I advise students and parents to first visit several different colleges that they might be interested in. It is best to visit both small and large campuses in both urban and rural areas to get a feel of what they want in a school. Once the student has narrowed his or her choices down to 2-3 schools, he or she should schedule an overnight visit at the school if possible to see what the school is really like. Also, if a student chooses a college, and discovers he or she does not like it as much as they thought, they should not be afraid to consider transferring to a different school. I spent my first year at the wrong college, and the decision to transfer was one of the best decisions I have ever made. It may seem like a daunting process, but it is so worth it to end up in a place that is right for you.
Reflecting on the past four years as a student at Messiah College, if given the opportunity to go back in time and provide a highschool senior version of myself with advice, I would encourage myself to find the courage to set aside any preconceived prejudices; to celebrate one another?s differences and to refuse to clutch to the familiar. As a member of the Messiah Community, I have discovered that an individual?s past shapes his/her present, and that often, the most influential individuals in life are those with immeasurably different backgrounds, religious traditions, and life perspectives. I believe that only through embracing the unfamiliar and acknowledging each individual as an individual with a purpose and a calling, can our generation bring forth the change our world so desperately needs.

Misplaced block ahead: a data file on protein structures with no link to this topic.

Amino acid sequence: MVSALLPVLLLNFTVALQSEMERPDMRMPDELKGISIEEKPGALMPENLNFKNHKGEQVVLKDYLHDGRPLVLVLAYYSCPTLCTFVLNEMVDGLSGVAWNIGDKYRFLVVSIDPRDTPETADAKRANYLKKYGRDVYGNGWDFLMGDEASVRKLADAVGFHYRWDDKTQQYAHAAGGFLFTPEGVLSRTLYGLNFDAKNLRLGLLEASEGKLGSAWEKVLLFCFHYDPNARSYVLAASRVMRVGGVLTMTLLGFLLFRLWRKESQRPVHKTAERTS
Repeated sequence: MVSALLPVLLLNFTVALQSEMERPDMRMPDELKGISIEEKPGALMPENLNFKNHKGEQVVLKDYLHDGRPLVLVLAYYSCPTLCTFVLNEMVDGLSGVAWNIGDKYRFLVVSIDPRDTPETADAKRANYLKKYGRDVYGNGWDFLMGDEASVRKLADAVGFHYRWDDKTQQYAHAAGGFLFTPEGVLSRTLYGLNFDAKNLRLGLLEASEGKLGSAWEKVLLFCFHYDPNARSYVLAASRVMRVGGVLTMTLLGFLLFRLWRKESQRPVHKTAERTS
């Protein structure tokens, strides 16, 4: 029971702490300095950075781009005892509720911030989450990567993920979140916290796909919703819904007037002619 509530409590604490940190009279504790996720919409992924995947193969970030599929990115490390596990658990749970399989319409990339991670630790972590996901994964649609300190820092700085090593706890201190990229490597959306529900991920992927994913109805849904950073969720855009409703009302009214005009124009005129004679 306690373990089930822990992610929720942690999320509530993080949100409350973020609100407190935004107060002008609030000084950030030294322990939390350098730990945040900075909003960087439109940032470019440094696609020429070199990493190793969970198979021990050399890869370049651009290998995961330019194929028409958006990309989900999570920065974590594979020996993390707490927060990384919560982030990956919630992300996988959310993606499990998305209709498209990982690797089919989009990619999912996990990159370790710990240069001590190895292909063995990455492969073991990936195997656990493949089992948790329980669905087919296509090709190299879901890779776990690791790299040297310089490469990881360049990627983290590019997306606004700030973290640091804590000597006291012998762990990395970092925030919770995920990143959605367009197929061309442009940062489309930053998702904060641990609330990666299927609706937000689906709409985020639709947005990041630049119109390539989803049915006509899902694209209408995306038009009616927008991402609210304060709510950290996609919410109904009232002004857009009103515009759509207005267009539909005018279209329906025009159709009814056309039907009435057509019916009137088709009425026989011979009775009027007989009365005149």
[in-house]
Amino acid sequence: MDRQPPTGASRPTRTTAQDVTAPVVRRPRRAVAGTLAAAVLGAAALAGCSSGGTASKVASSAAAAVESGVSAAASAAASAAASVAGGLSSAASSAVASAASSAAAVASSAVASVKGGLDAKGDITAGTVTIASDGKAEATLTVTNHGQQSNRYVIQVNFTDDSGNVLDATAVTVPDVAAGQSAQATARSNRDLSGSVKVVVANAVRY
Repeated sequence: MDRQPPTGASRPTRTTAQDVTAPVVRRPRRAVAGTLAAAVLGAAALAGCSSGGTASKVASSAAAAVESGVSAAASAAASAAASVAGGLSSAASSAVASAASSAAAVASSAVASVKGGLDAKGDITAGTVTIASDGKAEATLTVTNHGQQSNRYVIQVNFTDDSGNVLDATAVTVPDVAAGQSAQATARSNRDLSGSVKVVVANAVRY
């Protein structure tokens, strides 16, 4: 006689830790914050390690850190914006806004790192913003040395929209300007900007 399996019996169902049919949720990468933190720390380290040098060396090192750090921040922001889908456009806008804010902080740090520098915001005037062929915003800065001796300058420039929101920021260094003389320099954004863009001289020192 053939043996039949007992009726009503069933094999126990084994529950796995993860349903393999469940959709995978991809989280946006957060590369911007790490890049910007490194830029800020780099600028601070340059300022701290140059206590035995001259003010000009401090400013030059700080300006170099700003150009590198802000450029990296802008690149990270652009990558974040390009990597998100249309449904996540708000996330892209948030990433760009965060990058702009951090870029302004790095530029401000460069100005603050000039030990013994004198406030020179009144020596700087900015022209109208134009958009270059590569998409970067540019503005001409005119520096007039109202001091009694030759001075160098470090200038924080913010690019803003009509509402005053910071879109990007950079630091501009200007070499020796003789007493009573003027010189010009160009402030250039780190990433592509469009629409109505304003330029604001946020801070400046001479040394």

Be sure to spend more than a day on the campus, trying out classes and getting an idea of the actual atmosphere. Visit on a day that's NOT a campus visit day. It's not that people are fake on these days, but they tend to heighten the intensity of activity and even friendliness. Come on a day you're not expected to :), and stay for a few days, maybe even a week. Also, if you decide to go to a college, pressure the school for financial aid. Don't let them get away with saying funds are insufficient; there's always extra aid laying around, and you have a right to it. Fight for your money, and don't live beyond your means; if you can't afford a school, don't try to force yourself to be able to afford it. Just because it costs more doesn't make it better!
I would absolutely make sure that I visit all the schools I was applying too. One of the schools I was applying too was +1000 miles away and I couldn't afford to visit the school. I was rather busy my senior year, so I never took the time to visit the other schools on my list with the rational that there was no point in visiting because I would have nothing to compare it to for the other school. It turned out that the atmosphere was really not to my liking. I went back and visited the other schools I had applied to and loved them but was not able to get in the program I wanted as a transfer. I am now at a third school that I never planned on attenging. While I enjoy it here I often regret not visiting those other schools as I may be there right now.
Remember that college isn't about the degree or graduation, rather college should be considered a gradual experience that prepares you for life and gives you the moments that force you to escape your various comfort zones. Choose a school that follows an ethic and whose professors live lives as admirable as you would like you or your son/daughter to live. These four (or more) years prepare you for real life and provide you with an opportunity to be both generous with love for your community and selfish with the knowledge that you attain both in and out of the classroom. When you have matured enough to understand how that wisdom can benefit others you can freely apportion out your refined talents without expectations of gratitude or repayment.